(Updated at 4:15 p.m.) While the wave of COVID-19 cases seen over the past two winters hasn’t yet materialized this year, increased reports of other respiratory illnesses have local hospitals and health officials bracing for a particularly tough cold season.
Fairfax County and other Northern Virginia public health leaders are urging community members “to maintain their vigilance” and help prevent the spread of influenza and respiratory syncytial virus (RSV), which are both surging earlier than usual.
“This is especially important because as temperatures cool, we spend more time indoors with others, and may travel to gather with friends and family for celebrations who are at increased risk of severe complications from infection,” the Northern Virginia Regional Commission (NVRC) said in a news release yesterday.
Inova activated its emergency plan to handle a surge in patients last month. The health care provider resumed normal operations on Nov. 8, but said “volumes continue to be high across the health system, particularly in pediatric services.”
HCA Healthcare, which owns Reston Hospital Center and Tysons Emergency, said its facilities in the area have also seen an increase in flu and RSV cases.
“We have been able to manage this increase in volume. We are increasing our staff and streamlining our processes in anticipation of a challenging winter season,” Reston Hospital Center Chief Medical Officer Dr. Carnell Cooper said.
Flu season is here
The Fairfax County Health Department confirmed that both flu and RSV cases have been rising locally.
“There is an increasing trend in visits to emergency departments and urgent care centers for influenza-like illness and laboratory results of confirmatory tests, and we have investigated a higher number of outbreaks than expected for this time of year,” the FCHD told FFXnow.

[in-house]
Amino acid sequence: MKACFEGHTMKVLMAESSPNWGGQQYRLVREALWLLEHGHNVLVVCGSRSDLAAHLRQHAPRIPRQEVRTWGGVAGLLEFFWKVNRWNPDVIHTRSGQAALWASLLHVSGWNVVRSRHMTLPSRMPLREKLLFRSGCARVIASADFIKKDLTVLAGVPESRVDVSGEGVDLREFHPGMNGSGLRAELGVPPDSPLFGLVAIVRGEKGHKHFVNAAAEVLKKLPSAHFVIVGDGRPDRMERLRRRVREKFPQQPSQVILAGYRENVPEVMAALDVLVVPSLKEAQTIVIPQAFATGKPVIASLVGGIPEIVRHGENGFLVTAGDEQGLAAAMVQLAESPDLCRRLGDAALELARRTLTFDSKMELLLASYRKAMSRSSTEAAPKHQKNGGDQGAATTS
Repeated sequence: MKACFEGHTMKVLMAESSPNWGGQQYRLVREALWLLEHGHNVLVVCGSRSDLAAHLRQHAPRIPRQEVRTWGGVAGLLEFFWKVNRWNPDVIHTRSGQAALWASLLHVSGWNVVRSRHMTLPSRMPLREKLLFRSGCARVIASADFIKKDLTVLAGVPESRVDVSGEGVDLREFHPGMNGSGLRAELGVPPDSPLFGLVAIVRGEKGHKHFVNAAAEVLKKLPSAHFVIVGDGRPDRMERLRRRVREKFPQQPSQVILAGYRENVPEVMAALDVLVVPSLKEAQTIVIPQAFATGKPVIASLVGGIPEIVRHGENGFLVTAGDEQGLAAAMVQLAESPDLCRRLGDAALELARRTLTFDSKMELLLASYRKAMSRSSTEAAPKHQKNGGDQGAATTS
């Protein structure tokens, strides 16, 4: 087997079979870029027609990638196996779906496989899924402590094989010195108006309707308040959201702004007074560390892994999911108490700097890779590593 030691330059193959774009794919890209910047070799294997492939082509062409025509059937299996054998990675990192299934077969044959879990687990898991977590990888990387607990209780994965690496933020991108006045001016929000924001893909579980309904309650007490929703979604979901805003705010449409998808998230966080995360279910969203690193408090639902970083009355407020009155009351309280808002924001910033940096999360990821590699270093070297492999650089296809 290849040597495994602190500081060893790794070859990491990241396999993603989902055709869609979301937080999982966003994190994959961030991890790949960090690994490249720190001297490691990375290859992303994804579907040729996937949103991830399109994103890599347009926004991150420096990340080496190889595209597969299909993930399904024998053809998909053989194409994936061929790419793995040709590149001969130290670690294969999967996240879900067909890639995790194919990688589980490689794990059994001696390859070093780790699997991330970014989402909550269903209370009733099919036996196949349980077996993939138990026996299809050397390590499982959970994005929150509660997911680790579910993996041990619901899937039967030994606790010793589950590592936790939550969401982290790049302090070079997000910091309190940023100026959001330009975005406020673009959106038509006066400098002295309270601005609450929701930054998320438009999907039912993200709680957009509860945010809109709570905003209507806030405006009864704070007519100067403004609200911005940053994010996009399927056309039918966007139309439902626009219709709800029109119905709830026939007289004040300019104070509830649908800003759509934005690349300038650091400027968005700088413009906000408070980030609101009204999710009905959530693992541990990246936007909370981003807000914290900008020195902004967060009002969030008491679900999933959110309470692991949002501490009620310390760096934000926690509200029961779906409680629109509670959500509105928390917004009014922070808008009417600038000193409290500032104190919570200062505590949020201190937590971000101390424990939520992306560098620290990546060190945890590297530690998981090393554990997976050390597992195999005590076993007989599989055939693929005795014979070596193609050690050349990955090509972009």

Virginia is seeing a very high level of activity for influenza-like illnesses (ILL), as of the week that ended Nov. 5, according to the Virginia Department of Health. The rating by the Centers for Disease Control and Prevention is based on outpatient visits to health care providers for respiratory illness involving a cough or sore throat and fever.
Per VDH, 9% of emergency department and urgent care center visits in the state are ILL-related, with kids 4 and younger making up 21.4% of visits — continuing a trend that health officials fear signals a worse flu season than in recent years, according to the NVRC.
While no deaths have been reported, Virginia has recorded 5,997 infections and 58 outbreaks so far this flu season, which started in mid-October and typically peaks between December and February.
“While it is unclear what exactly is driving this earlier increase in ILI activity from previous years, based on recent flu season reporting from the Southern Hemisphere, we anticipated this early peak to our own flu season,” the FCHD said.
County health officials recommends annual flu vaccinations for everyone 6 months and older. Shots are available from the county by appointment and at pharmacies, doctor’s offices and other locations in the community.
What to know about RSV
In addition to the disproportionate number of flu infections, young kids are getting hit hard by RSV, a common virus that produces usually mild, cold-like symptoms but “can be very dangerous for babies, young children or those who are immunocompromised,” the NVRC says.
“Emergency department and urgent care visits with diagnosed RSV have been increasing rapidly since early September,” the commission said. Read More